the hard wooden chair

teacuppamela.pngI have, on several recent occasions, had opportunity to feel the effects of sitting long on a hard wooden chair.  And, I suppose, the more difficult part of sitting on that chair has been to sit there and quietly observe the conversation at the table.  I’m not sure if I can sit there quietly bcz I have had increasing experience sitting there or if incredulity keeps me quiet.  I know that a slack jaw keeps me quiet on a whole bunch of things — such as the sitting in stunned silence at the progression of the erosion of faith in the church.

So, the hard wooden chair…

I’ve sat listening to various arguments and comments extolling the virtues of a presidential candidate and the flaws and short comings of the other.  I’ve listened to convictions, preconceptions and misconceptions and insinuations in discussions about qualifications, abilities, attributes, inexperience, successes, incompetency and a whole lot more concerning the various presidential candidates.  I cannot count the number of times I listen and come to the exact opposite conclusion to the one sitting across the table. I shift on my chair… the firmness beneath me seems to increase and I wonder how long I will sit there quietly… quietly observing a conversation.  Occasionally I muster courage to comment – occasionally I simply cannot refrain from a more lengthy observation.

Usually, though, it’s just plain easier to nod and smile — not in agreement — but as a form of self preservation. O, sure there’s tremendous temptation to fling out a few well articulated and carefully aimed zingers, cheeky comments or subtle innuendos.  It’s easy for us as women to load up a comment, time it just right for maximum impact. I find I sit there, and think sort of Ann of Green Gables-ish: “… but if you only knew how many things I want to say and don’t…”

I sort of blog this way, too. But not always.

I’m working on a talk I’ll be giving at a monthly women’s meeting tomorrow night – I’m continuing on through Titus2 as ‘scheduled’ for the year.   As I look out my window just now, I see our white picket fence with the little hearts cut out of each picket and then there’re the long lacy branches of the huge old weeping willow tree nearly touching the shadowy sunshine on the soft green grass… and I marvel and the timing or timeliness of this message I’m working on.  The ‘why’ behind the mandate is what’s particularly thought provoking to me these days. The message this month is: “…to be keepers at home” and, as has been the motivating reason, I will, as I do each month, stress that the basis for living out this charge given to women is: “that the Word of God be not blasphemed.” Titus 2.5  See? Timely.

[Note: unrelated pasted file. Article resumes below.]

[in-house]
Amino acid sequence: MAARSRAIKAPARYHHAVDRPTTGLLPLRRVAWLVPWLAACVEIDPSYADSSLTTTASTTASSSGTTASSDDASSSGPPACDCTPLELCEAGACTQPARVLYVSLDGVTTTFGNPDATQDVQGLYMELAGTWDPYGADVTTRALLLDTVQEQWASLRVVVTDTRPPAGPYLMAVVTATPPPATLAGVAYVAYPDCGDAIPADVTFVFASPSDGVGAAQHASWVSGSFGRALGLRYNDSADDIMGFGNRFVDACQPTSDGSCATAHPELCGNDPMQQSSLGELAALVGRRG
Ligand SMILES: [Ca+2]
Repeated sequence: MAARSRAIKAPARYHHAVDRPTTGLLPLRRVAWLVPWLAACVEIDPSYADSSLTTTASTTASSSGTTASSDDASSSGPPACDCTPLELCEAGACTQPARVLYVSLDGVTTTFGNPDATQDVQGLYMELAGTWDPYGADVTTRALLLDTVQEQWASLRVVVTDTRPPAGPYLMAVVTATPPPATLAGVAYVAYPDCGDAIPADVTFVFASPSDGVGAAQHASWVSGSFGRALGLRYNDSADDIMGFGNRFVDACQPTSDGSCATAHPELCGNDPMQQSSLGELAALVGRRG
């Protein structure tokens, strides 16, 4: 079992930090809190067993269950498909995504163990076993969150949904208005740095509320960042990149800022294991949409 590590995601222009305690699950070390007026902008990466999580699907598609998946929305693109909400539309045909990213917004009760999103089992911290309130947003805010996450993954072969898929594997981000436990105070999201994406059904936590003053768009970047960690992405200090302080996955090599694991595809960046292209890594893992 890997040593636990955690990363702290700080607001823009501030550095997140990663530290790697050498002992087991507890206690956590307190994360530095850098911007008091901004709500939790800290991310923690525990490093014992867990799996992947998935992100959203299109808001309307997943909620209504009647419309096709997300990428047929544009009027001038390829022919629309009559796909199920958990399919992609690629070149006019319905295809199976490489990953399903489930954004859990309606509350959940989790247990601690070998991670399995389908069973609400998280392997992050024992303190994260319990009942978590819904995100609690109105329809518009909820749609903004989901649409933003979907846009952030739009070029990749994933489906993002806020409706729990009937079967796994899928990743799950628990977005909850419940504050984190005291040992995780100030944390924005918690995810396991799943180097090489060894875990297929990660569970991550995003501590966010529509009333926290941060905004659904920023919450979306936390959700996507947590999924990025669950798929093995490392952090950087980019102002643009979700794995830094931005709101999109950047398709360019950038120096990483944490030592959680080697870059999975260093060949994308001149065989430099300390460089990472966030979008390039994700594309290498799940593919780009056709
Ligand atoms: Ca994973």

The Word is sometimes like a hard wooden chair. It’s so solid. You can stand on it.


0 thoughts on “the hard wooden chair

  1. Pamela, I am so glad to see you blogging. I have been waiting patiently to see what you had to say about all of this that is playing out in politics. I have been going over what the Word has to say about where a wife’s place is. I also have been thinking on Ester and Deborah. I have been listening to people like Voddie Bauchman and reading Doud Phillips’ blog. I agree with all they are saying. I guess what I am thinking is: BUT we can not let Obama win. It would be very bad. As I stated before, I am really wanting you to say more. I , along with many others, do respect and appreciate what you say. I struggle with not voting and also voting a 3rd party. I fel like it is throwing my vote away. I have been praying that God would make it clear to me what He would have me do. I do not think that I am alone in my feelings of confusion. I also know that God is not a God of confusion. I realize that you are not a politician, but if you would pray and I ask God if He would have you write more and also more clearly on the subject of our vote, I sure would be grateful. I think a lot of others would be too. Hope that your meeting goes well tommorow. Do you ever have transcribes of those meetings? Sure would like to read them. I l also hope that Wes is doing well. God bless you Pamela. You mean an awful lot to me.
    Melodie Barton

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